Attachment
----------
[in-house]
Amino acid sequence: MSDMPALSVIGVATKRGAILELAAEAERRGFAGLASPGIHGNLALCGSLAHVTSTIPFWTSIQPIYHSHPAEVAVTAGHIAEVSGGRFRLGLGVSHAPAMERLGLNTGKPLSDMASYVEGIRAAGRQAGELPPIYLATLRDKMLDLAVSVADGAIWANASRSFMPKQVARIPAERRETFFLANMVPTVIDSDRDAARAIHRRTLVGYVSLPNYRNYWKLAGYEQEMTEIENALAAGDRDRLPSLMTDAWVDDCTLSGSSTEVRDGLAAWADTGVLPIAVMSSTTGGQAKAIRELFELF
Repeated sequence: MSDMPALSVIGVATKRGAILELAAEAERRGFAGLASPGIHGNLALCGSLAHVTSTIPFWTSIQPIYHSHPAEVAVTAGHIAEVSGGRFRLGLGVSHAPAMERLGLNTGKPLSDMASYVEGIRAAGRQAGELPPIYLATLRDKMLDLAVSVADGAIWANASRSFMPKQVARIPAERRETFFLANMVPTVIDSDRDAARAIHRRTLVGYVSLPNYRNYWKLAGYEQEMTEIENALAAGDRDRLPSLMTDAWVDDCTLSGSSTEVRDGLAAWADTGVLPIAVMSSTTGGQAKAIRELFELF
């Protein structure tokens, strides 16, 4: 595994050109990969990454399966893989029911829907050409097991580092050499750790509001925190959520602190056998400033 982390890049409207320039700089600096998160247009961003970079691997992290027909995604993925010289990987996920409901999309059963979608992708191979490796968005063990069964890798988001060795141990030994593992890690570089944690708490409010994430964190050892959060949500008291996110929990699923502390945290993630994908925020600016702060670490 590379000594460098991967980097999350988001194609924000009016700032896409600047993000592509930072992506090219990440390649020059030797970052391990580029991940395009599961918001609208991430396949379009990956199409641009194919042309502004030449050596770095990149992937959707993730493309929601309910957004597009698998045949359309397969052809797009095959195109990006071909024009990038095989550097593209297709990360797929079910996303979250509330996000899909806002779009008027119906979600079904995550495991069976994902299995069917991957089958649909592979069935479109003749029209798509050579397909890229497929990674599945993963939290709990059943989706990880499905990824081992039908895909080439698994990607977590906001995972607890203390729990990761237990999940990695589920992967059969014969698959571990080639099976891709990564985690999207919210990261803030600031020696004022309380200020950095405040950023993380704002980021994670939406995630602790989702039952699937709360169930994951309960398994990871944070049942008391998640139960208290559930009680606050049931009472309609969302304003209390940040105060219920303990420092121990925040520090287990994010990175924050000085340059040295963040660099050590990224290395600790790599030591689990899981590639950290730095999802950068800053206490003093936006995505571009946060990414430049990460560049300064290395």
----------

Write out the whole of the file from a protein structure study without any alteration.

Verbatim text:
[in-house]
Amino acid sequence: MSDMPALSVIGVATKRGAILELAAEAERRGFAGLASPGIHGNLALCGSLAHVTSTIPFWTSIQPIYHSHPAEVAVTAGHIAEVSGGRFRLGLGVSHAPAMERLGLNTGKPLSDMASYVEGIRAAGRQAGELPPIYLATLRDKMLDLAVSVADGAIWANASRSFMPKQVARIPAERRETFFLANMVPTVIDSDRDAARAIHRRTLVGYVSLPNYRNYWKLAGYEQEMTEIENALAAGDRDRLPSLMTDAWVDDCTLSGSSTEVRDGLAAWADTGVLPIAVMSSTTGGQAKAIRELFELF
Repeated sequence: MSDMPALSVIGVATKRGAILELAAEAERRGFAGLASPGIHGNLALCGSLAHVTSTIPFWTSIQPIYHSHPAEVAVTAGHIAEVSGGRFRLGLGVSHAPAMERLGLNTGKPLSDMASYVEGIRAAGRQAGELPPIYLATLRDKMLDLAVSVADGAIWANASRSFMPKQVARIPAERRETFFLANMVPTVIDSDRDAARAIHRRTLVGYVSLPNYRNYWKLAGYEQEMTEIENALAAGDRDRLPSLMTDAWVDDCTLSGSSTEVRDGLAAWADTGVLPIAVMSSTTGGQAKAIRELFELF
């Protein structure tokens, strides 16, 4: 595994050109990969990454399966893989029911829907050409097991580092050499750790509001925190959520602190056998400033 982390890049409207320039700089600096998160247009961003970079691997992290027909995604993925010289990987996920409901999309059963979608992708191979490796968005063990069964890798988001060795141990030994593992890690570089944690708490409010994430964190050892959060949500008291996110929990699923502390945290993630994908925020600016702060670490 590379000594460098991967980097999350988001194609924000009016700032896409600047993000592509930072992506090219990440390649020059030797970052391990580029991940395009599961918001609208991430396949379009990956199409641009194919042309502004030449050596770095990149992937959707993730493309929601309910957004597009698998045949359309397969052809797009095959195109990006071909024009990038095989550097593209297709990360797929079910996303979250509330996000899909806002779009008027119906979600079904995550495991069976994902299995069917991957089958649909592979069935479109003749029209798509050579397909890229497929990674599945993963939290709990059943989706990880499905990824081992039908895909080439698994990607977590906001995972607890203390729990990761237990999940990695589920992967059969014969698959571990080639099976891709990564985690999207919210990261803030600031020696004022309380200020950095405040950023993380704002980021994670939406995630602790989702039952699937709360169930994951309960398994990871944070049942008391998640139960208290559930009680606050049931009472309609969302304003209390940040105060219920303990420092121990925040520090287990994010990175924050000085340059040295963040660099050590990224290395600790790599030591689990899981590639950290730095999802950068800053206490003093936006995505571009946060990414430049990460560049300064290395």